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HindustanTimes Sun,20 Apr 2014

Sujata Anandan

The grassroots strike back now

Prithviraj Chavan, who is not exactly an admirer of Sharad Pawar, has been pleasantly surprised this election season by the devotion and hard work that the latter has been putting into the campaign.

Why no NaMo chants in Nagpur

Nearly a year ago, Maharashtra minister Nitin Raut, who hails from Nagpur, told me, “Nitin Gadkari ke yahan roz bakre kat rahe hain. Har roz ek biryani party di jaa rahi hai (A goat is sacrificed daily at Nitin Gadkari’s home. He throws biryani parties every day”).

They came to see the baby boy

The jury may still be out on whether Rahul Gandhi has come of age politically, but at 43, the Congress vice-president can hardly be called a 'baby boy'.

Decoding the straws in the wind

In all the years that I have known and closely observed Sharad Pawar, I have realised that he is as good a barometer of the political weather as any you can find in the country, writes Sujata Anandan.

The desperation is clearly showing

I first learnt of bogus voting in the elections when I was barely 13 years old. My friend of similar age was a lot taller than me and looked older than she actually was. In those days in West Bengal, there was  bitter rivalry between the Communists and the Congress.

Pale shadow of the tiger: Shiv Sena is losing its roar

The Shiv Sena has seen many exits from the party this season and it cannot help that these men are getting party tickets from rivals while others, could add to the damage at the grassroots. Spokesperson Rahul Navalkar's defection marks another setback for the party under the leadership of Uddhav Thackeray, writes Sujata Anandan.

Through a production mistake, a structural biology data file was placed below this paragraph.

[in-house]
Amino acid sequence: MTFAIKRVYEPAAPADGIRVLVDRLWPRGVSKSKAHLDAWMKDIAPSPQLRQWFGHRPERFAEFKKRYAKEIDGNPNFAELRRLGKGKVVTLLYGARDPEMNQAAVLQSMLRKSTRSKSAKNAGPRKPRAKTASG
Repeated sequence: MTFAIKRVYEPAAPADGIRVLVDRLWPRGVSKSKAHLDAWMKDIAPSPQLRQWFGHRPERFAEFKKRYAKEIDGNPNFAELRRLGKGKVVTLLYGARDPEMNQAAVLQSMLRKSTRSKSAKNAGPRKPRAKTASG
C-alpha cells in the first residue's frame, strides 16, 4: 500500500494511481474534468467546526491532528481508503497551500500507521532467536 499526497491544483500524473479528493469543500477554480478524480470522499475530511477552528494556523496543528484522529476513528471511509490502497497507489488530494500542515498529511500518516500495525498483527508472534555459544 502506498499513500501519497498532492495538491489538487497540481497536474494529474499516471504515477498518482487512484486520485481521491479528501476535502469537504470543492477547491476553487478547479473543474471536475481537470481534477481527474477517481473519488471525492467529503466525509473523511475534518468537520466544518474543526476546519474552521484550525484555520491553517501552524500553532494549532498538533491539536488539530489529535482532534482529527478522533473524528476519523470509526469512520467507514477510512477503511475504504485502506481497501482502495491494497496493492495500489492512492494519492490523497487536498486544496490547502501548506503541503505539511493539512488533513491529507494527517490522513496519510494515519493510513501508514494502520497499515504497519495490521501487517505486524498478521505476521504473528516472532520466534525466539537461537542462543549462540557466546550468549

Over before it has begun

I have always said that if MNS chief Raj Thackeray were less dependent on property builders and brokers to run his party and paid more attention to the grassroots, he could soon emerge as formidable a GenNext leader as Sharad Pawar in his time.

Is the Modi magic wearing off?

There can be no greater admission of the fact that there is really no Narendra Modi wave in the country than the attempt by former BJP president Nitin Gadkari to woo Raj Thackeray at this late hour.

Rajmohan Gandhi or Narendra Modi, take your pick

I believe the Aam Aadmi Party could have no better candidate to field against Narendra Modi than Rajmohan Gandhi. He would be a more formidable candidate than Arvind Kejriwal against Modi.

There are few options for Pawar

For all his ‘hail-fellow-well-met’ kind of ways and his innumerous gaffes — in the English language — I have never believed that Sushilkumar Shinde should be taken lightly.

Nothing Indian about the RSS

Before Caravan put the tape recordings of its conversations with Swami Aseemanand into public domain, I had some doubts about his claims that RSS chief Mohan Bhagwat had authorised the bombings of Muslim targets in such cold-blooded fashion as described in the story, a journalistic coup of this century.

Gujarat is a ‘chemical state’

If Dalit leader Prakash Ambedkar believes that Gujarat chief minister Narendra Modi will build a statue of his grandfather taller than the one he proposes to build that of Sardar Vallabhbhai Patel, he might have to reconsider.

Sharad Pawar’s political innings is far from over

Things have a way of coming full circle and Pawar today is in the piquant situation of either contesting from his seat and winning or else opting out so that he has more time to ensure that other NCP contestants win.

Let down by their own men

The Shiv Sena in the 1960s started essentially as a male-dominated party and its activities were such that it was no place for women. It was not until the 1990s that women in the Shiv Sena came into their own.

Modi's cookie begins to crumble

I was tickled pink to see Modi’s discomfiture at his Goa rally on Sunday where he complained that parties need grassroots ‘vision’ more than television.
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